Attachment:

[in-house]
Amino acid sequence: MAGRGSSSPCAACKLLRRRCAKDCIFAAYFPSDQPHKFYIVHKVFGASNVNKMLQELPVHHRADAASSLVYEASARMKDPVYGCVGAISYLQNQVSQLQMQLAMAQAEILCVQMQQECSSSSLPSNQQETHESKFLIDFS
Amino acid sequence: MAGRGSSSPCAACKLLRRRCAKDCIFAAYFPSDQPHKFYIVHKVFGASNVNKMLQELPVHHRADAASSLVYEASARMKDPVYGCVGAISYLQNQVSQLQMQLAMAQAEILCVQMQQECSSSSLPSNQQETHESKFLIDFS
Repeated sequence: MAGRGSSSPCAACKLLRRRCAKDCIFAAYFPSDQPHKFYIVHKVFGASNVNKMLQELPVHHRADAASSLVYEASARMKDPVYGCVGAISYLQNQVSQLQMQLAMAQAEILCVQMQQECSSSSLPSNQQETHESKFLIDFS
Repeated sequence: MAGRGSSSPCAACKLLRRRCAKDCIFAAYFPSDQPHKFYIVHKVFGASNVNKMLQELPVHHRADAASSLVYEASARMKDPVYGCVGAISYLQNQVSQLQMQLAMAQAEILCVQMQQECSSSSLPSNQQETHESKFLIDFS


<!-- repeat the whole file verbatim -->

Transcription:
[in-house]
Amino acid sequence: MAGRGSSSPCAACKLLRRRCAKDCIFAAYFPSDQPHKFYIVHKVFGASNVNKMLQELPVHHRADAASSLVYEASARMKDPVYGCVGAISYLQNQVSQLQMQLAMAQAEILCVQMQQECSSSSLPSNQQETHESKFLIDFS
Amino acid sequence: MAGRGSSSPCAACKLLRRRCAKDCIFAAYFPSDQPHKFYIVHKVFGASNVNKMLQELPVHHRADAASSLVYEASARMKDPVYGCVGAISYLQNQVSQLQMQLAMAQAEILCVQMQQECSSSSLPSNQQETHESKFLIDFS
Repeated sequence: MAGRGSSSPCAACKLLRRRCAKDCIFAAYFPSDQPHKFYIVHKVFGASNVNKMLQELPVHHRADAASSLVYEASARMKDPVYGCVGAISYLQNQVSQLQMQLAMAQAEILCVQMQQECSSSSLPSNQQETHESKFLIDFS
Repeated sequence: MAGRGSSSPCAACKLLRRRCAKDCIFAAYFPSDQPHKFYIVHKVFGASNVNKMLQELPVHHRADAASSLVYEASARMKDPVYGCVGAISYLQNQVSQLQMQLAMAQAEILCVQMQQECSSSSLPSNQQETHESKFLIDFS